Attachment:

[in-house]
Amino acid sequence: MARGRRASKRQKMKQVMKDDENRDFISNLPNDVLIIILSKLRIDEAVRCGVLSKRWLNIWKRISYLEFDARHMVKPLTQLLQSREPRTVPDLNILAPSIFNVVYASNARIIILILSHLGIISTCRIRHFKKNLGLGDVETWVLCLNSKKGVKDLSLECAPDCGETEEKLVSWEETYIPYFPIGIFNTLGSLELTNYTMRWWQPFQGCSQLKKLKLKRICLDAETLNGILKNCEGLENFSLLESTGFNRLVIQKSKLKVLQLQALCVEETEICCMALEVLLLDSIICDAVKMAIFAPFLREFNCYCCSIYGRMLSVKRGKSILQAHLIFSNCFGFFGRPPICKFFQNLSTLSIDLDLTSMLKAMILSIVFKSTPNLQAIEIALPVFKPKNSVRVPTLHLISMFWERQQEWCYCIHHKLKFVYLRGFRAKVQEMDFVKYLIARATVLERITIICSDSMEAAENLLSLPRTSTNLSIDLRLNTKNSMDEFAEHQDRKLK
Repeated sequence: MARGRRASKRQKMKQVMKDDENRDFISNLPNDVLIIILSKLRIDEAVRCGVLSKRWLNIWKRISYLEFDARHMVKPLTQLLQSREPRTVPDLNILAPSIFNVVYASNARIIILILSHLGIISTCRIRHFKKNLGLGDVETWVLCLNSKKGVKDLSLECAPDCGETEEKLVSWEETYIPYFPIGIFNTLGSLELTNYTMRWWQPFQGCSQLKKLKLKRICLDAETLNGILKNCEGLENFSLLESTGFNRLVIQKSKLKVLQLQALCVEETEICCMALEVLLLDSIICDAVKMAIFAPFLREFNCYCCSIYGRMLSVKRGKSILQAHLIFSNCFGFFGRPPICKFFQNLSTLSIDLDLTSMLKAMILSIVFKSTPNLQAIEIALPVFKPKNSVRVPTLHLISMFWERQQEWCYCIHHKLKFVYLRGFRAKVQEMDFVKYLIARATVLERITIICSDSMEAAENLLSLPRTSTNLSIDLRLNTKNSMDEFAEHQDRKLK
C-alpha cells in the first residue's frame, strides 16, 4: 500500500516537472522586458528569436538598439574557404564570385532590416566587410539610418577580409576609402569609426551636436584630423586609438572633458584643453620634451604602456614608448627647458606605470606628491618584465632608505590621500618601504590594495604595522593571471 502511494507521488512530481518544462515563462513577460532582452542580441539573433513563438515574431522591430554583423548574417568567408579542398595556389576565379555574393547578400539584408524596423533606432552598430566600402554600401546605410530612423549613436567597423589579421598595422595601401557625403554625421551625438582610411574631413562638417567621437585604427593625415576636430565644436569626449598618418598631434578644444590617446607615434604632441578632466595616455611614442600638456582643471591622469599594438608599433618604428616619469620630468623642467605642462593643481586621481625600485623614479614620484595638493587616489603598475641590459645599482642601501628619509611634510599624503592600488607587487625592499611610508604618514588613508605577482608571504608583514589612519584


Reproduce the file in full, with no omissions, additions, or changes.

[in-house]
Amino acid sequence: MARGRRASKRQKMKQVMKDDENRDFISNLPNDVLIIILSKLRIDEAVRCGVLSKRWLNIWKRISYLEFDARHMVKPLTQLLQSREPRTVPDLNILAPSIFNVVYASNARIIILILSHLGIISTCRIRHFKKNLGLGDVETWVLCLNSKKGVKDLSLECAPDCGETEEKLVSWEETYIPYFPIGIFNTLGSLELTNYTMRWWQPFQGCSQLKKLKLKRICLDAETLNGILKNCEGLENFSLLESTGFNRLVIQKSKLKVLQLQALCVEETEICCMALEVLLLDSIICDAVKMAIFAPFLREFNCYCCSIYGRMLSVKRGKSILQAHLIFSNCFGFFGRPPICKFFQNLSTLSIDLDLTSMLKAMILSIVFKSTPNLQAIEIALPVFKPKNSVRVPTLHLISMFWERQQEWCYCIHHKLKFVYLRGFRAKVQEMDFVKYLIARATVLERITIICSDSMEAAENLLSLPRTSTNLSIDLRLNTKNSMDEFAEHQDRKLK
Repeated sequence: MARGRRASKRQKMKQVMKDDENRDFISNLPNDVLIIILSKLRIDEAVRCGVLSKRWLNIWKRISYLEFDARHMVKPLTQLLQSREPRTVPDLNILAPSIFNVVYASNARIIILILSHLGIISTCRIRHFKKNLGLGDVETWVLCLNSKKGVKDLSLECAPDCGETEEKLVSWEETYIPYFPIGIFNTLGSLELTNYTMRWWQPFQGCSQLKKLKLKRICLDAETLNGILKNCEGLENFSLLESTGFNRLVIQKSKLKVLQLQALCVEETEICCMALEVLLLDSIICDAVKMAIFAPFLREFNCYCCSIYGRMLSVKRGKSILQAHLIFSNCFGFFGRPPICKFFQNLSTLSIDLDLTSMLKAMILSIVFKSTPNLQAIEIALPVFKPKNSVRVPTLHLISMFWERQQEWCYCIHHKLKFVYLRGFRAKVQEMDFVKYLIARATVLERITIICSDSMEAAENLLSLPRTSTNLSIDLRLNTKNSMDEFAEHQDRKLK
C-alpha cells in the first residue's frame, strides 16, 4: 500500500516537472522586458528569436538598439574557404564570385532590416566587410539610418577580409576609402569609426551636436584630423586609438572633458584643453620634451604602456614608448627647458606605470606628491618584465632608505590621500618601504590594495604595522593571471 502511494507521488512530481518544462515563462513577460532582452542580441539573433513563438515574431522591430554583423548574417568567408579542398595556389576565379555574393547578400539584408524596423533606432552598430566600402554600401546605410530612423549613436567597423589579421598595422595601401557625403554625421551625438582610411574631413562638417567621437585604427593625415576636430565644436569626449598618418598631434578644444590617446607615434604632441578632466595616455611614442600638456582643471591622469599594438608599433618604428616619469620630468623642467605642462593643481586621481625600485623614479614620484595638493587616489603598475641590459645599482642601501628619509611634510599624503592600488607587487625592499611610508604618514588613508605577482608571504608583514589612519584